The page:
Twenty-seven-year-old Deena Shoemaker has been a leader and counselor for teen and pre-teen girls for the past six years – and in that time she’s realized that body image issues start at a very young age.
So, to help combat some of those negative messages, she wrote a Facebook post on Dec. 10 to remind young women that the sizes on clothes are not what determines how beautiful they are.
Deena posted a collage of photos to clearly illustrate the fashion industry’s size problem. She is pictured wearing pants in sizes 5, 6, 8, and 12 — each pair fits perfectly, despite the difference in sizes.
“I’ve listened to countless girls tell me about their new diets and weight loss fads. I’ve have girls sob in my arms and ask me, “if I were skinnier, would he have stayed?” I’ve counseled girls who were skipping meals. I’ve caught some throwing up everything they’ve just eaten.” she wrote.
Shoemaker was inspired to create the post when she was going through her clothes and realized that the sizes of her pants were dramatically different despite fitting her equally as well.
“Let me explain why I’m not happy, America. You Photoshop models and actresses and slap them on the front of beauty magazines,” she wrote.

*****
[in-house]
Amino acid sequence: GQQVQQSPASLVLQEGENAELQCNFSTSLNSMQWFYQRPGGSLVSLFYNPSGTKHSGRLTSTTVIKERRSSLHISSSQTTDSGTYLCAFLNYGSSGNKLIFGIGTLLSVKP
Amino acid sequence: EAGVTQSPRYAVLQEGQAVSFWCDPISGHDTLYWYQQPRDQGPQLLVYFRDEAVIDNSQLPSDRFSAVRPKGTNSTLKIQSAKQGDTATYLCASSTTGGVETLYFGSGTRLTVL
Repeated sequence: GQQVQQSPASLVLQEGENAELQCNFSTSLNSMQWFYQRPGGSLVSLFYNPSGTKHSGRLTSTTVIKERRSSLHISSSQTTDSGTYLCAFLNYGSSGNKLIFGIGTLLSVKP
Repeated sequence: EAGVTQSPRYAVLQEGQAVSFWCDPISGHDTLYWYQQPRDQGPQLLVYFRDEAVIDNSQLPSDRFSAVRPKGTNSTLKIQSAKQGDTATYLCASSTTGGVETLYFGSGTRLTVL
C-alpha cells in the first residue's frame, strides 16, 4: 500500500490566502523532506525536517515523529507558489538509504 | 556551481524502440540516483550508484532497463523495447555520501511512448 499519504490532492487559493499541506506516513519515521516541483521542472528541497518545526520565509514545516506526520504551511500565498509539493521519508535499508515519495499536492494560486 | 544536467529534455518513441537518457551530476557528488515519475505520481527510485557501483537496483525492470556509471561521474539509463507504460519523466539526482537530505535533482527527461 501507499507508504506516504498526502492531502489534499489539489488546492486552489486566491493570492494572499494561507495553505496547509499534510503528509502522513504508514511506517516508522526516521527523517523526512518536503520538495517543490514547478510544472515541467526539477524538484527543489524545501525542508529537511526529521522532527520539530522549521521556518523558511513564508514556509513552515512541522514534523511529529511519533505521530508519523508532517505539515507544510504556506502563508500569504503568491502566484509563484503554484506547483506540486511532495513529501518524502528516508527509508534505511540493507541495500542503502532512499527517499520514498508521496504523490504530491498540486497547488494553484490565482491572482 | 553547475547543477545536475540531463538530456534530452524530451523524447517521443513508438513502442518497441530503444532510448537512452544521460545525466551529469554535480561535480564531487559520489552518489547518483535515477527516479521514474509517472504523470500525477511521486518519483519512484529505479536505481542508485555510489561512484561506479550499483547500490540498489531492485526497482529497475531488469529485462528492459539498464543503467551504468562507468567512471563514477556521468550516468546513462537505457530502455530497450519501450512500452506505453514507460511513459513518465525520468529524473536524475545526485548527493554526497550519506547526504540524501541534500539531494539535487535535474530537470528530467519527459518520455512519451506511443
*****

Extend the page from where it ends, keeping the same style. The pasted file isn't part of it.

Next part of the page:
“At this point it’s a pretty universally known truth that you’re lying to us and those aren’t accurate portrayals of the human body. I can prove it to girls pretty easily by simply showing them how Photoshop works.”
“But when you resize a girl’s pants from a 9 to a 16 and label it ‘plus size,’ how am I supposed to fight that? Photo manipulation is one thing, but how do you expect me to convince her that the number printed inside her clothes is a lie too? How do you expect me to convince her that she doesn’t need to skip dinner for the next month because her pant size didn’t *actually* go up by seven digits?” she continued.
“My dear beautiful girls, my size 2 girls or my size 18 girls, your size doesn’t determine your beauty; your life does … “
” … The size printed inside your clothes is subjective to the fashion industry’s personal taste and it fluctuates rapidly. Stop believing the social normatives about who and what you should be. You are lovely and you are loved. Just exactly the way you are.”
Shoemaker’s post has been shared over 88,000 times and the comments section is filled with other people sharing similar experiences with varying clothing sizes and thanking Shoemaker for reminding people that the size on your clothing labels doesn’t determine your beauty or your worth.